|Headquarters||Detroit, Michigan, United States|
|Owner(s)||Harry Light, Jack Britton, and Bert Ruby (1945–1959)|
Jim Barnett and Johnny Doyle (1959–1964)
Francis Fleser and Ed "The Sheik" Farhat (1964–1980)
|Parent||Harry Light Wrestling Office|
World Wide Sports
Big Time Wrestling (also known as NWA Detroit) was a professional wrestling promotion headquartered in Detroit, Michigan in the United States.
Professional wrestling debuted in Detroit in the 1920s when Nick Londos began promoting events in the Detroit Olympia. Londos was succeeded by Adam Weissmueller, then by Louis Markowitz. By the 1930s, multiple promoters were competing in the territory.
In the aftermath of World War II, Weissmueller's former assistant Harry Light established the Harry Light Wrestling Office as a vehicle for promoting professional wrestling in Detroit and secured the rights to promote events at the Arena Gardens. In 1948, Light founded the National Wrestling Alliance along with Al Haft, Paul "Pinkie" George, Orville Brown, Sam Muchnick, and Tony Stecher. The six promoters agreed to divide the United States into regional territories within which they would not compete with one another and to recognise a single World Heavyweight Champion who would travel the country wrestling in each territory. By the 1950s, Light - along with his business partners Jack Britton and Bert Ruby - controlled professional wrestling in Detroit and Big Time Wrestling on WXYZ-TV Channel 7 was one of the most popular programs airing in Detroit.
In 1959, Jim Barnett and Johnny Doyle (supported by backers such as Frank Tunney) formed a holding company, the Barnett-Doyle Corporation, and began promoting in Detroit, buying-out Light. Barnett and Doyle were originally "outlaw" promoters but the territory later rejoined the National Wrestling Alliance.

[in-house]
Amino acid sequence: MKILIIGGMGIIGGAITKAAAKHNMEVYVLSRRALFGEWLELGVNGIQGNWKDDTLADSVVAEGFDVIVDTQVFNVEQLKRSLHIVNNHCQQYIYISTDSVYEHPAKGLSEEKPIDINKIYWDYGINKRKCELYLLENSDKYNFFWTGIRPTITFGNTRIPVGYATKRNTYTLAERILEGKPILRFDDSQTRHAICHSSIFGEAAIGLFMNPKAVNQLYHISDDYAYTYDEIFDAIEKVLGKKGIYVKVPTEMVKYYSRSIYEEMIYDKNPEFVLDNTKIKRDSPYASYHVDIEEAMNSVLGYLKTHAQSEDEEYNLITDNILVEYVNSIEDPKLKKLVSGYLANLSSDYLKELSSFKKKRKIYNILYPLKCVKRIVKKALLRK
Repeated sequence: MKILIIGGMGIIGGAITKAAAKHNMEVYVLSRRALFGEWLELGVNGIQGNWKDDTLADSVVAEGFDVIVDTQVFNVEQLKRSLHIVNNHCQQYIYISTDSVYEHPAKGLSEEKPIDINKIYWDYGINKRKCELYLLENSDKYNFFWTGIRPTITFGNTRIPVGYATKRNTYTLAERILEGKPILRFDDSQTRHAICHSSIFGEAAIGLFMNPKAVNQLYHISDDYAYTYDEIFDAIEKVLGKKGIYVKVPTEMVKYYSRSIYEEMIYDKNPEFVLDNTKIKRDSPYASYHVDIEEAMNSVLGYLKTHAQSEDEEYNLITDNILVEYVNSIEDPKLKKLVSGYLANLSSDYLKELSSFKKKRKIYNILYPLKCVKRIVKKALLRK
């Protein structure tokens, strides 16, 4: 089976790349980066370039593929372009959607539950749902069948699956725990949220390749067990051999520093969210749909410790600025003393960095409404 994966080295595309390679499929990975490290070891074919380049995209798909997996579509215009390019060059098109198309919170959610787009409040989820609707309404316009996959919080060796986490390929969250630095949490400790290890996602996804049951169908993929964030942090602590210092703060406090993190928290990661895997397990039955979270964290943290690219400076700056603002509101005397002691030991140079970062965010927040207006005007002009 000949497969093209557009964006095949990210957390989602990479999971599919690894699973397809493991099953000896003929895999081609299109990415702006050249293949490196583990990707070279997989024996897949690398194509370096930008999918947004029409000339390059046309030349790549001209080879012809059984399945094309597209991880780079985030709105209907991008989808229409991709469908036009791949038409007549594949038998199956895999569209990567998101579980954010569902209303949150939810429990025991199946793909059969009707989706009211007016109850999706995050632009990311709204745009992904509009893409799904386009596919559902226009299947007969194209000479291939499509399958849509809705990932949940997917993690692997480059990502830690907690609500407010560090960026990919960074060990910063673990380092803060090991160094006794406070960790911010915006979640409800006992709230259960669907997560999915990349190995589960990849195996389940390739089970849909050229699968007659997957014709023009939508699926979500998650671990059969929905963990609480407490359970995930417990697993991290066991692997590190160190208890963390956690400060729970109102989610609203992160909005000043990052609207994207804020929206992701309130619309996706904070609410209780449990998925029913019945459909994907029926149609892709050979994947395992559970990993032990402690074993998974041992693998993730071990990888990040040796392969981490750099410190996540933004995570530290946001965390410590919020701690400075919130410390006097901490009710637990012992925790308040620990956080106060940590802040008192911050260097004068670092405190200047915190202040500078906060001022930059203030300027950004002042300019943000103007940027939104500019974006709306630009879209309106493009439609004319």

In 1964, professional wrestler Ed "The Sheik" Farhat and his father-in-law Francis Fleser acquired the promotion (along with the rights to promote wrestling in the Cobo Arena) from Barnett and Doyle for $50,000, controlling it through "World Wide Sports" (a holding company they created). Farhat booked himself as the promotion's top wrestler, winning its top championship NWA United States Heavyweight Championship (Detroit version) 12 times. By the 1960s, the promotion was airing two to three television programs per week and staging weekly house shows at the Cobo Arena. The promotion's TV program was unique in that it would occasionally air local collegiate wrestling matches alongside worked angles, in a segment called "Am-Pro Wrestling".
In the early-1970s, the promotion faced competition from Dick the Bruiser and Wilbur Snyder's newly-established All Star Championship Wrestling, which sourced its talent from the Indianapolis, Indiana-based World Wrestling Association. After several wrestlers defected to ASCW, Big Time Wrestling brought in talent from other NWA territories. However, ASCW ceased operations in 1974, and Dick the Bruiser joined Big Time Wrestling—even facing The Sheik in a series of brawls. During the 1970s, Big Time Wrestling helped popularize hardcore wrestling.
The promotion's fortunes began to decline in the mid-1970s due to a combination of the 1973–75 recession, "no-shows" by its wrestlers, and the fanbase tiring of its predictable and formulaic booking. As house show audiences dwindled, events were re-located to ever-smaller venues (from the Cobo Arena to the Michigan State Fairgrounds Coliseum, and then to the Lincoln Park Community Center outside of Detroit). The promotion went out of business in 1980.
Big Time Wrestling was the subject of the 1985 mockumentary I Like to Hurt People. Professional wrestling in Detroit remained subdued until the World Wrestling Federation began promoting in the city as part of the 1980s professional wrestling boom.
|NWA United States Heavyweight Championship (Detroit version)||1953||1980||The Detroit version of the NWA United States Heavyweight Championship was created in 1953 when Verne Gagne was awarded the championship. The championship was abandoned in 1980 when the promotion closed.|
|NWA World Tag Team Championship (Detroit version)||1965||1980||The Detroit version of the NWA World Tag Team Championship was created in 1965 when Chris Tolos and John Tolos were awarded the championship. The championship was abandoned in 1980 when the promotion closed.|